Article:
KUALA LUMPUR, Dec 23 — The government has negotiated an option with Pfizer to double Covid-19 vaccine purchases to cover another 20 per cent of the Malaysian population if needed.
The government’s initial order from Pfizer is for 12.8 million doses to cover 20 per cent of the Malaysian population, or 6.4 million people, on its two-dose regimen.
Science, Technology and Innovation Minister Khairy Jamaluddin also reiterated that the first million doses of the coronavirus vaccine by US pharmaceutical company Pfizer Inc and its German partner, BioNTech, would arrive in Malaysia in February 2021.
“The reason why I did this is because in the US, there are only two approved vaccines — Pfizer and Moderna. So we know it’s a sure thing,” Khairy told a press conference in Putrajaya today on the government’s Covid-19 vaccination strategy.
“And NPRA (National Pharmaceutical Regulatory Agency) is working on the approval right now. So I want to give an option that we can increase the Pfizer order,” he added.
Khairy also revealed that the government has chosen to procure the Covid-19 vaccine by AstraZeneca and Oxford University under the COVAX portfolio to cover 10 per cent of the Malaysian population. This is on top of Malaysia’s direct negotiations with AstraZeneca for 6.4 million doses of its vaccine at cost to cover another 10 per cent of the population.
The first shipments of the AstraZeneca vaccine procured from COVAX are expected to arrive in Malaysia between March and June, with subsequent doses later in the year, whereas the first orders of AstraZeneca doses procured separately in direct negotiations is estimated to arrive in April or May. AstraZeneca’s shot, however, has yet to be approved by the US’ Food and Drug Administration (FDA) and is still undergoing Phase 3 clinical trials.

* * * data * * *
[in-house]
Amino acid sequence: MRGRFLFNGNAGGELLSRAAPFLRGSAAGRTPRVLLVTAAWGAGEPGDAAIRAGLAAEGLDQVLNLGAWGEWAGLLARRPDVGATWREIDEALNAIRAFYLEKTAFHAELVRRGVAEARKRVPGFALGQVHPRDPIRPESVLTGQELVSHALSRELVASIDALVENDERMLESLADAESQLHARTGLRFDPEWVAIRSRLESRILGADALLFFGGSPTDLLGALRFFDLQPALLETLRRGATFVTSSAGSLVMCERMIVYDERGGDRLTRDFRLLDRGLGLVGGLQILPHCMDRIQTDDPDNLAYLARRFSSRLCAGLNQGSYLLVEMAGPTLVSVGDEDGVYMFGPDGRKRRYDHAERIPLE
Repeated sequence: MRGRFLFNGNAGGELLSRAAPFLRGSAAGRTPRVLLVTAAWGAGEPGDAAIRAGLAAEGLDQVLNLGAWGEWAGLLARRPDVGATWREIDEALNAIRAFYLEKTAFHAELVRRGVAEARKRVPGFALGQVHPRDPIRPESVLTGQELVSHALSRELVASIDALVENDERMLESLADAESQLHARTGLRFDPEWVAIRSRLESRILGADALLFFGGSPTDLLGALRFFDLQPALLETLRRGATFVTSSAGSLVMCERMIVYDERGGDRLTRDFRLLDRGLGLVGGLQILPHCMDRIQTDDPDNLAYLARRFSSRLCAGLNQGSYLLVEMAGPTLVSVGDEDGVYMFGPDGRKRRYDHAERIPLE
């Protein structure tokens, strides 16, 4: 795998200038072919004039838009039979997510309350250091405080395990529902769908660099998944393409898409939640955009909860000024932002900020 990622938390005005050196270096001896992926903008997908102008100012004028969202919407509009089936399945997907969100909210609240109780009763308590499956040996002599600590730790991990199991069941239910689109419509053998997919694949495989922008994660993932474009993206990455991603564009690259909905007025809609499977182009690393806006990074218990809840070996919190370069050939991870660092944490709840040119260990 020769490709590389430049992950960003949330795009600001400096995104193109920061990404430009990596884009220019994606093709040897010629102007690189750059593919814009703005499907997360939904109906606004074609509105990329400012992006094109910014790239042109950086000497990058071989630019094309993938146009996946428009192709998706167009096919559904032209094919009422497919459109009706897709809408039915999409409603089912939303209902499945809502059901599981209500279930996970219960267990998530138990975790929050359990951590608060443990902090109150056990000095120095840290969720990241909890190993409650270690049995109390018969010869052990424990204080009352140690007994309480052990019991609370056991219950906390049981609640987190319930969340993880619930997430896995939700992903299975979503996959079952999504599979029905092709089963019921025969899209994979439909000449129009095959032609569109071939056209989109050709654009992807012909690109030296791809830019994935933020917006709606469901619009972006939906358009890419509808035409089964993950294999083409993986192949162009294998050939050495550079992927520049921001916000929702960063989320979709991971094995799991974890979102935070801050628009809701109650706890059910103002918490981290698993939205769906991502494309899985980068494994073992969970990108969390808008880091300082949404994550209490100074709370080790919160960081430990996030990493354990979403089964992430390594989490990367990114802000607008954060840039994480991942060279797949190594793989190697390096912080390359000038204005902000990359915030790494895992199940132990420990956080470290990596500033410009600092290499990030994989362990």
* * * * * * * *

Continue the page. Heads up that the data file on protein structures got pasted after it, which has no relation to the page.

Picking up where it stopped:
Chinese And Russian Covid-19 Vaccines
Khairy said the government would purchase 14 million coronavirus vaccine doses from China-based pharmaceutical company Sinovac Biotech Ltd to cover seven million Malaysians, or 22 per cent of the population; 3.5 million doses of a single-dose regimen by another Chinese company, CanSino Biologics Inc; as well as 6.4 million doses of the two-dose Sputnik V vaccine regimen by Russia’s state-run Gamaleya National Center.
Negotiations are still ongoing with those three vaccine developers, as agreements have yet to be finalised.
In total, the government has or will purchase Covid-19 vaccines to cover 82.8 per cent of the Malaysian population, or 26.5 million people, with an estimated budget of US$504.4 million (RM2.05 billion).
Khairy added that the government is also negotiating with American companies Moderna and Johnson & Johnson for their coronavirus vaccines. The US FDA has authorised the vaccine by Moderna, while preliminary results from Phase 3 trials of Johnson & Johnson’s experimental Covid-19 vaccine, a single-dose regimen, are expected in January.
In negotiations with Sinovac, CanSino, and Gamaleya, Khairy said the government was also looking at doing fill-and-finish work for their Covid-19 vaccines in Malaysia, and boosting local research and development and technology transfers.
“We felt it was important to use the procurement of the Covid-19 vaccines to add value to the local pharmaceutical companies. But we don’t want to negotiate with companies that only want to be middlemen or only distributors of Covid-19 vaccines.
“Companies that have come to see me and say ‘I’m the distributor for Vaccine A’, I will ask them, ‘what is the value add for your company?’ If they’re mere distributors, that is not enough of a value add,” said Khairy.